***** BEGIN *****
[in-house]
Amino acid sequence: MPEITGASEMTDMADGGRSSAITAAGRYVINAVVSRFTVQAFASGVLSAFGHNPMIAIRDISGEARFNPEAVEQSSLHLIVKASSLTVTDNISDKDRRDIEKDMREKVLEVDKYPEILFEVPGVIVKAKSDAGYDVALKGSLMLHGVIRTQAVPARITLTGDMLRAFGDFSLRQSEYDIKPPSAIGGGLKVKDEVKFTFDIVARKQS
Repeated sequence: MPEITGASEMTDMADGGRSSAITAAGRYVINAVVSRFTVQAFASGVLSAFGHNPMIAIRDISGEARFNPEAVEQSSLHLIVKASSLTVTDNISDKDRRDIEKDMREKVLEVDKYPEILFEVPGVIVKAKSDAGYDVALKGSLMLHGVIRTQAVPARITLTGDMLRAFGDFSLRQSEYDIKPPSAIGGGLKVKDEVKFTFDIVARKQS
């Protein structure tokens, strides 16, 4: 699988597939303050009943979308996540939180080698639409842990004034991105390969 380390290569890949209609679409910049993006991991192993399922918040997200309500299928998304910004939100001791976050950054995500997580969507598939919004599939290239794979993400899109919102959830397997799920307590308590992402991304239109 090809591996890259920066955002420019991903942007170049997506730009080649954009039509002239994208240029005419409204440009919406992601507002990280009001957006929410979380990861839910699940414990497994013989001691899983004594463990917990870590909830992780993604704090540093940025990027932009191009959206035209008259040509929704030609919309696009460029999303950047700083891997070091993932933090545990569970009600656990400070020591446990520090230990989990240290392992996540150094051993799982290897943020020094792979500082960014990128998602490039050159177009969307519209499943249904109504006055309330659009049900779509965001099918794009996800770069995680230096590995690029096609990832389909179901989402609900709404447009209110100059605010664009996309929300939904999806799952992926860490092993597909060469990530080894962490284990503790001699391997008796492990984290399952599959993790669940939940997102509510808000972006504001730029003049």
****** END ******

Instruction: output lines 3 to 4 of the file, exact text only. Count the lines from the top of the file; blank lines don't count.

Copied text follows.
Repeated sequence: MPEITGASEMTDMADGGRSSAITAAGRYVINAVVSRFTVQAFASGVLSAFGHNPMIAIRDISGEARFNPEAVEQSSLHLIVKASSLTVTDNISDKDRRDIEKDMREKVLEVDKYPEILFEVPGVIVKAKSDAGYDVALKGSLMLHGVIRTQAVPARITLTGDMLRAFGDFSLRQSEYDIKPPSAIGGGLKVKDEVKFTFDIVARKQS
């Protein structure tokens, strides 16, 4: 699988597939303050009943979308996540939180080698639409842990004034991105390969 380390290569890949209609679409910049993006991991192993399922918040997200309500299928998304910004939100001791976050950054995500997580969507598939919004599939290239794979993400899109919102959830397997799920307590308590992402991304239109 090809591996890259920066955002420019991903942007170049997506730009080649954009039509002239994208240029005419409204440009919406992601507002990280009001957006929410979380990861839910699940414990497994013989001691899983004594463990917990870590909830992780993604704090540093940025990027932009191009959206035209008259040509929704030609919309696009460029999303950047700083891997070091993932933090545990569970009600656990400070020591446990520090230990989990240290392992996540150094051993799982290897943020020094792979500082960014990128998602490039050159177009969307519209499943249904109504006055309330659009049900779509965001099918794009996800770069995680230096590995690029096609990832389909179901989402609900709404447009209110100059605010664009996309929300939904999806799952992926860490092993597909060469990530080894962490284990503790001699391997008796492990984290399952599959993790669940939940997102509510808000972006504001730029003049």